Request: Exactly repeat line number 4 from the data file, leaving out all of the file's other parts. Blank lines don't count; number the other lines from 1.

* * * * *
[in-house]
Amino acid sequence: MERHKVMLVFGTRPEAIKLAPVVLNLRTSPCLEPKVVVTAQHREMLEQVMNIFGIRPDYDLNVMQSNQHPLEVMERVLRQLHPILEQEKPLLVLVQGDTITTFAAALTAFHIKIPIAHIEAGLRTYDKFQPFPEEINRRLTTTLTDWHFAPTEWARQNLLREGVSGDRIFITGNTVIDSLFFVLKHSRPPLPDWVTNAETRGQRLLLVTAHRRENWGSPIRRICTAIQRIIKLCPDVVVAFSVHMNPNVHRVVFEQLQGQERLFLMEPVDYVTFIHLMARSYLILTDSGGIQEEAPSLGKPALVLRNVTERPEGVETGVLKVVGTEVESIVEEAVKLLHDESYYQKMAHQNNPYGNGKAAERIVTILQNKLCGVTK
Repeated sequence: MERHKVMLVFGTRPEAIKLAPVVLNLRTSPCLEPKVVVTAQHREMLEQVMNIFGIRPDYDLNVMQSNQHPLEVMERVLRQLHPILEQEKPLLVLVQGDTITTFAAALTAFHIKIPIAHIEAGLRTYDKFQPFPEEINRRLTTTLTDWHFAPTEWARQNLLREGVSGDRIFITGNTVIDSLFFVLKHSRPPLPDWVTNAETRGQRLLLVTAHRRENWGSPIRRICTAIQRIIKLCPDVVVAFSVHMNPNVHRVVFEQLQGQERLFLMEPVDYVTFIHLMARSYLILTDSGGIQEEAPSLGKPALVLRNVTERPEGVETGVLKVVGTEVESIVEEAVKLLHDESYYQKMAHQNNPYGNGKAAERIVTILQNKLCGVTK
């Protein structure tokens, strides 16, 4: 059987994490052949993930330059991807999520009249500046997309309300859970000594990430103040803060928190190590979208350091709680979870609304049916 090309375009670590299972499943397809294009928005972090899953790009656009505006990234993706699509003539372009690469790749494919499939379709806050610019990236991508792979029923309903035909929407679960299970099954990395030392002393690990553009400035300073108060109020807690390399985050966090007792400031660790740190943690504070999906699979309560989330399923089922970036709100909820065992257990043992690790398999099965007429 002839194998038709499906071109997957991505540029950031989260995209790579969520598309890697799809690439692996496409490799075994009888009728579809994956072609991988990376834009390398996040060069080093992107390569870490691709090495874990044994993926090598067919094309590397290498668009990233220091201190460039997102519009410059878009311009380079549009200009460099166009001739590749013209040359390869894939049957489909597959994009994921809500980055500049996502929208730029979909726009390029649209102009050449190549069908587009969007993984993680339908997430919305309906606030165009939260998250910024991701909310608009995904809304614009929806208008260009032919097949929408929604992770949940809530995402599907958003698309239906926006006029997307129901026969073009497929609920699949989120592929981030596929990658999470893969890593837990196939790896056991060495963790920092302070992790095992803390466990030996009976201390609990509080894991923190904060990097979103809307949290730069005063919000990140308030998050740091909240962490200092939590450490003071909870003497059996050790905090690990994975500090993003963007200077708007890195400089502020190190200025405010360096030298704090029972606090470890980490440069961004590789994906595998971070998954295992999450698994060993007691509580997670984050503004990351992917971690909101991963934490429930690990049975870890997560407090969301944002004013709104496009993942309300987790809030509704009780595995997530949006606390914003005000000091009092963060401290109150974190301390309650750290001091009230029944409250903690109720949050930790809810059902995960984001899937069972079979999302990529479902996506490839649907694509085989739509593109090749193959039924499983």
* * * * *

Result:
């Protein structure tokens, strides 16, 4: 059987994490052949993930330059991807999520009249500046997309309300859970000594990430103040803060928190190590979208350091709680979870609304049916 090309375009670590299972499943397809294009928005972090899953790009656009505006990234993706699509003539372009690469790749494919499939379709806050610019990236991508792979029923309903035909929407679960299970099954990395030392002393690990553009400035300073108060109020807690390399985050966090007792400031660790740190943690504070999906699979309560989330399923089922970036709100909820065992257990043992690790398999099965007429 002839194998038709499906071109997957991505540029950031989260995209790579969520598309890697799809690439692996496409490799075994009888009728579809994956072609991988990376834009390398996040060069080093992107390569870490691709090495874990044994993926090598067919094309590397290498668009990233220091201190460039997102519009410059878009311009380079549009200009460099166009001739590749013209040359390869894939049957489909597959994009994921809500980055500049996502929208730029979909726009390029649209102009050449190549069908587009969007993984993680339908997430919305309906606030165009939260998250910024991701909310608009995904809304614009929806208008260009032919097949929408929604992770949940809530995402599907958003698309239906926006006029997307129901026969073009497929609920699949989120592929981030596929990658999470893969890593837990196939790896056991060495963790920092302070992790095992803390466990030996009976201390609990509080894991923190904060990097979103809307949290730069005063919000990140308030998050740091909240962490200092939590450490003071909870003497059996050790905090690990994975500090993003963007200077708007890195400089502020190190200025405010360096030298704090029972606090470890980490440069961004590789994906595998971070998954295992999450698994060993007691509580997670984050503004990351992917971690909101991963934490429930690990049975870890997560407090969301944002004013709104496009993942309300987790809030509704009780595995997530949006606390914003005000000091009092963060401290109150974190301390309650750290001091009230029944409250903690109720949050930790809810059902995960984001899937069972079979999302990529479902996506490839649907694509085989739509593109090749193959039924499983």